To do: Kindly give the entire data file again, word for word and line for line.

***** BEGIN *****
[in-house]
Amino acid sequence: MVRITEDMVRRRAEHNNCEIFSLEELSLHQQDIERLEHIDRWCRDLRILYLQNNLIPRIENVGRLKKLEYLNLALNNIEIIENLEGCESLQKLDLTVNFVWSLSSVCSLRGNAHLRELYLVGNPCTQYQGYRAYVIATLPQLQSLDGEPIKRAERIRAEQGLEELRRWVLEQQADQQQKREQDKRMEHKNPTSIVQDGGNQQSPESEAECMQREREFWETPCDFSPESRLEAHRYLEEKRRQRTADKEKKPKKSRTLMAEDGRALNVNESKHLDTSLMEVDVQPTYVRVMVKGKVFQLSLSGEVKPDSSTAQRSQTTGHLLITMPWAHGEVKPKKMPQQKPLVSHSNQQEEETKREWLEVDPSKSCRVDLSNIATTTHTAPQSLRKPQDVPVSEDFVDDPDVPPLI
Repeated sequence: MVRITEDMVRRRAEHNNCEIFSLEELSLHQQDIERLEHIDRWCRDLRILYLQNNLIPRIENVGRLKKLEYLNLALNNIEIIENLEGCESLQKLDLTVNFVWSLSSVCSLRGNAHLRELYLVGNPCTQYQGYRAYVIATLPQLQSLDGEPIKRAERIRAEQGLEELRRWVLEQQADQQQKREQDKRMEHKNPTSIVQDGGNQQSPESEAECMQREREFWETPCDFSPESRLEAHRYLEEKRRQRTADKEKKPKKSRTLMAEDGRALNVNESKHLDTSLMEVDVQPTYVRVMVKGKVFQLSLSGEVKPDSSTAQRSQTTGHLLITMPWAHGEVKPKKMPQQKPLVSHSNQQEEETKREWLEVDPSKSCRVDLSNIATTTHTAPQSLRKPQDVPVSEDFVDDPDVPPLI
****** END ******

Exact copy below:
[in-house]
Amino acid sequence: MVRITEDMVRRRAEHNNCEIFSLEELSLHQQDIERLEHIDRWCRDLRILYLQNNLIPRIENVGRLKKLEYLNLALNNIEIIENLEGCESLQKLDLTVNFVWSLSSVCSLRGNAHLRELYLVGNPCTQYQGYRAYVIATLPQLQSLDGEPIKRAERIRAEQGLEELRRWVLEQQADQQQKREQDKRMEHKNPTSIVQDGGNQQSPESEAECMQREREFWETPCDFSPESRLEAHRYLEEKRRQRTADKEKKPKKSRTLMAEDGRALNVNESKHLDTSLMEVDVQPTYVRVMVKGKVFQLSLSGEVKPDSSTAQRSQTTGHLLITMPWAHGEVKPKKMPQQKPLVSHSNQQEEETKREWLEVDPSKSCRVDLSNIATTTHTAPQSLRKPQDVPVSEDFVDDPDVPPLI
Repeated sequence: MVRITEDMVRRRAEHNNCEIFSLEELSLHQQDIERLEHIDRWCRDLRILYLQNNLIPRIENVGRLKKLEYLNLALNNIEIIENLEGCESLQKLDLTVNFVWSLSSVCSLRGNAHLRELYLVGNPCTQYQGYRAYVIATLPQLQSLDGEPIKRAERIRAEQGLEELRRWVLEQQADQQQKREQDKRMEHKNPTSIVQDGGNQQSPESEAECMQREREFWETPCDFSPESRLEAHRYLEEKRRQRTADKEKKPKKSRTLMAEDGRALNVNESKHLDTSLMEVDVQPTYVRVMVKGKVFQLSLSGEVKPDSSTAQRSQTTGHLLITMPWAHGEVKPKKMPQQKPLVSHSNQQEEETKREWLEVDPSKSCRVDLSNIATTTHTAPQSLRKPQDVPVSEDFVDDPDVPPLI